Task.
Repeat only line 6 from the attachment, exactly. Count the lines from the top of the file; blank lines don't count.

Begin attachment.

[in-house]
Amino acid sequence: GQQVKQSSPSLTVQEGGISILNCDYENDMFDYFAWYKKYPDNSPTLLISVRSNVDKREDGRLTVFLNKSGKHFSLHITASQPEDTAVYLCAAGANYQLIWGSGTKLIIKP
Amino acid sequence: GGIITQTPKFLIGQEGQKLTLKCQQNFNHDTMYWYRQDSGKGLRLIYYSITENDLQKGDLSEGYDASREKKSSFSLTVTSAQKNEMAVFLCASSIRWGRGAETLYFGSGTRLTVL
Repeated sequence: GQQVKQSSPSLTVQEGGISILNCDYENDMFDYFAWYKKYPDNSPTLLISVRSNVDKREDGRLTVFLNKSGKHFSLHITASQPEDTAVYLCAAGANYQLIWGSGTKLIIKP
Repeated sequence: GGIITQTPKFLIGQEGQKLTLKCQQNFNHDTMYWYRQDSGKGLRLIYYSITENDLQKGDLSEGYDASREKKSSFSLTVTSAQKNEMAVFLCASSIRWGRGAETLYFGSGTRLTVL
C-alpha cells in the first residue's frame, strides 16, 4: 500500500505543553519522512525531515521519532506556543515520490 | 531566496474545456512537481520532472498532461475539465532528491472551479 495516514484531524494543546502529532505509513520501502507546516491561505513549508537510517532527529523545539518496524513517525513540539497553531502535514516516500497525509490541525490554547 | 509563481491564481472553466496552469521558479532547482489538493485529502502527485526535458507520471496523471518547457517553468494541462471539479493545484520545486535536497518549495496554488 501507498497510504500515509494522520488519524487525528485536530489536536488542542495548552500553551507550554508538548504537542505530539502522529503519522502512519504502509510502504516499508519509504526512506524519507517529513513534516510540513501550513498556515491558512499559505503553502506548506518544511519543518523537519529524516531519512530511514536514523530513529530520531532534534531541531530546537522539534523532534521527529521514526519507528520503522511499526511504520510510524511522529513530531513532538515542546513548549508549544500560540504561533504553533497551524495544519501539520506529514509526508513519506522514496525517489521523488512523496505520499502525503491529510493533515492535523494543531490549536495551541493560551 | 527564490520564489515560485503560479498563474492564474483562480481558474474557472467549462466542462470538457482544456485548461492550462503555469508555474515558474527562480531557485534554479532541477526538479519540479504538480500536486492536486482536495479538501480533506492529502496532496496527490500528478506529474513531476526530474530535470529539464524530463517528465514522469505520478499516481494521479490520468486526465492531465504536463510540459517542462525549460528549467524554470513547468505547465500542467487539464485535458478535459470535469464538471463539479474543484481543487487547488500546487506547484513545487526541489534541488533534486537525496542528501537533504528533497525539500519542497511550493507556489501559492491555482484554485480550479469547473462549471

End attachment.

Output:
C-alpha cells in the first residue's frame, strides 16, 4: 500500500505543553519522512525531515521519532506556543515520490 | 531566496474545456512537481520532472498532461475539465532528491472551479 495516514484531524494543546502529532505509513520501502507546516491561505513549508537510517532527529523545539518496524513517525513540539497553531502535514516516500497525509490541525490554547 | 509563481491564481472553466496552469521558479532547482489538493485529502502527485526535458507520471496523471518547457517553468494541462471539479493545484520545486535536497518549495496554488 501507498497510504500515509494522520488519524487525528485536530489536536488542542495548552500553551507550554508538548504537542505530539502522529503519522502512519504502509510502504516499508519509504526512506524519507517529513513534516510540513501550513498556515491558512499559505503553502506548506518544511519543518523537519529524516531519512530511514536514523530513529530520531532534534531541531530546537522539534523532534521527529521514526519507528520503522511499526511504520510510524511522529513530531513532538515542546513548549508549544500560540504561533504553533497551524495544519501539520506529514509526508513519506522514496525517489521523488512523496505520499502525503491529510493533515492535523494543531490549536495551541493560551 | 527564490520564489515560485503560479498563474492564474483562480481558474474557472467549462466542462470538457482544456485548461492550462503555469508555474515558474527562480531557485534554479532541477526538479519540479504538480500536486492536486482536495479538501480533506492529502496532496496527490500528478506529474513531476526530474530535470529539464524530463517528465514522469505520478499516481494521479490520468486526465492531465504536463510540459517542462525549460528549467524554470513547468505547465500542467487539464485535458478535459470535469464538471463539479474543484481543487487547488500546487506547484513545487526541489534541488533534486537525496542528501537533504528533497525539500519542497511550493507556489501559492491555482484554485480550479469547473462549471